We Won’t Be Going Back There

A visit to Milwaukee.

One of my favorite bars in Milwaukee bought a small building next to it. They fixed it up with bright paints in teal and yellow, and called it a coffee shop. With a wide patio beneath it, and enough heat lamps for chilly, Wisconsin temps, it became something new entirely.

A hub?

A destination?

While I’m visiting my partner, I stopped here for coffee. He doesn’t drink it as regularly as I do, so it was nice to get out of his place for fresh air. I thought they would have just an espresso set up in the bar. I pulled on the locked doors, before realizing that an entire, separate building was around the corner.

Nomad the bar.

Nomad the coffee shop.

Things change. And they didn’t stop.

When I was in Milwaukee, I was constantly craving more. More love. More adventure. More life.

I would often start a project, something that requires community and feedback, and leave it before it ever got started. Arranging things overwhelmed me. Emails to confirm went unanswered. I was wishy washy in my wanting.

On Brady street, I felt hints of that “more” I was seeking. Coffee shops, bars I could call “my spot”, life and life and life.

Being back here now, I feel like I’m bursting at the seams with all I’ve experienced. The ghost of me walks beside me, the one who wanted so much more and wasn’t sure how to go about it. But eventually, I began making memories.

Some of them stuck with me so clearly, that even looking at the building made me feel sad or nauseous.



I wrote this prose poem five years ago. Five! When I thought I would never ever recover, but was eventually seeing the wonder in having loved so deeply. I want to attach memories to places that can be replaced and recycled and revisited.

When I lived with my parents, I imagined a life in a big city. With restaurants and coffee shops and latenight dancing. I wanted, frankly, what I saw white people had. I didn’t see Black people sipping wine and visiting art galleries and having dinner parties. Not until shows like “girlfriends” at least.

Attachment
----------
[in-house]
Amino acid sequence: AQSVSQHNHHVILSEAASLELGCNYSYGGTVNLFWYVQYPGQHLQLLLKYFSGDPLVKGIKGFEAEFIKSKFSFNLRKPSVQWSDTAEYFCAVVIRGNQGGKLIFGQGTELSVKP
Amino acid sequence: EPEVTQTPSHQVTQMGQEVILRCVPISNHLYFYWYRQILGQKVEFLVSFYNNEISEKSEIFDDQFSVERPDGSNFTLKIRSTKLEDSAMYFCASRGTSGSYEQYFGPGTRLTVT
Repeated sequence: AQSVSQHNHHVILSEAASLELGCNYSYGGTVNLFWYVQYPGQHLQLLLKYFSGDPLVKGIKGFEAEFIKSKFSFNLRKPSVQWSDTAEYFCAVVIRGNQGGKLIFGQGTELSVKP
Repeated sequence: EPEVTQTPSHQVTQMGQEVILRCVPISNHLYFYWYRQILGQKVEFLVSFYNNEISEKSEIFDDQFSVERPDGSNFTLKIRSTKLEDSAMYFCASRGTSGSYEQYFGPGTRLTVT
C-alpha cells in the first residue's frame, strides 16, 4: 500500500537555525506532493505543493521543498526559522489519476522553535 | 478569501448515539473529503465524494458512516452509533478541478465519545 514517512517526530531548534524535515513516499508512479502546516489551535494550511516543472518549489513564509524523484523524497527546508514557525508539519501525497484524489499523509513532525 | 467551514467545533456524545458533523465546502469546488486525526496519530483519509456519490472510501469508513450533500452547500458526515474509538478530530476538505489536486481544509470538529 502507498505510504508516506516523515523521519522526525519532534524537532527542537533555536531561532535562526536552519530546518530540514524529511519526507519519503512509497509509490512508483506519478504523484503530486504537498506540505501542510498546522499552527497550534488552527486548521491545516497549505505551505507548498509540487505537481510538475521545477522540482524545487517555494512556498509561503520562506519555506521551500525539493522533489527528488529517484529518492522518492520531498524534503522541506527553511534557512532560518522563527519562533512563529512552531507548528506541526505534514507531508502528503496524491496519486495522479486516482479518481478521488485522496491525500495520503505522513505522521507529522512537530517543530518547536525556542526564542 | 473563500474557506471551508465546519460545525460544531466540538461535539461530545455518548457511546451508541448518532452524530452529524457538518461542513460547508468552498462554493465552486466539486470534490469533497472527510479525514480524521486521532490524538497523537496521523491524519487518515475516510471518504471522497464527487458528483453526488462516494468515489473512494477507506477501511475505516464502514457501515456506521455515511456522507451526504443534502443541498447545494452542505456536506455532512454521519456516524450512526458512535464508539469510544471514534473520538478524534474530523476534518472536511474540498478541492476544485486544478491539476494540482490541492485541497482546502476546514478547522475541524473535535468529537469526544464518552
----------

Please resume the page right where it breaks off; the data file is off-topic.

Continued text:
I felt guilty wanting “more”. What was wrong with the club? The restaurants and entertainment on one side of the city versus another?

In college, and in my first place after living with my family, I discovered that “more”

I wanted grunge, messiness, dive bars, kissing strangers. I wanted a life that didn’t have to look a certain way. I found that. I found it at the bottom of the tub my roommates and I filled with water balloons. I found it across our gross living room, leaning over to kiss my neighbor after my first real game of truth or dare at 22. I found it in the faceless men I would fuck and then ignore after I got what I wanted.

Once I was done, for the most part, with “catching up to life” after my abusive relationship in Georgia and mind melting trauma, I was tired.

There’s always going to be a part of me that wants more. The part that wants to wring every last bit of adventure out of life. I want to know what it feels like to be on fire. At all times.

When I’m back in Milwaukee, it reminds me of all that I’ve done, and all that I will do. I want desperately for life to be enough. And when my depression whispers that, “it never will be, that this is all there is so what’s the point of hanging around?”, I take deep breaths, and remember. Fingers running across the brick of buildings like they’re old lovers, remember.

There’s so much more.



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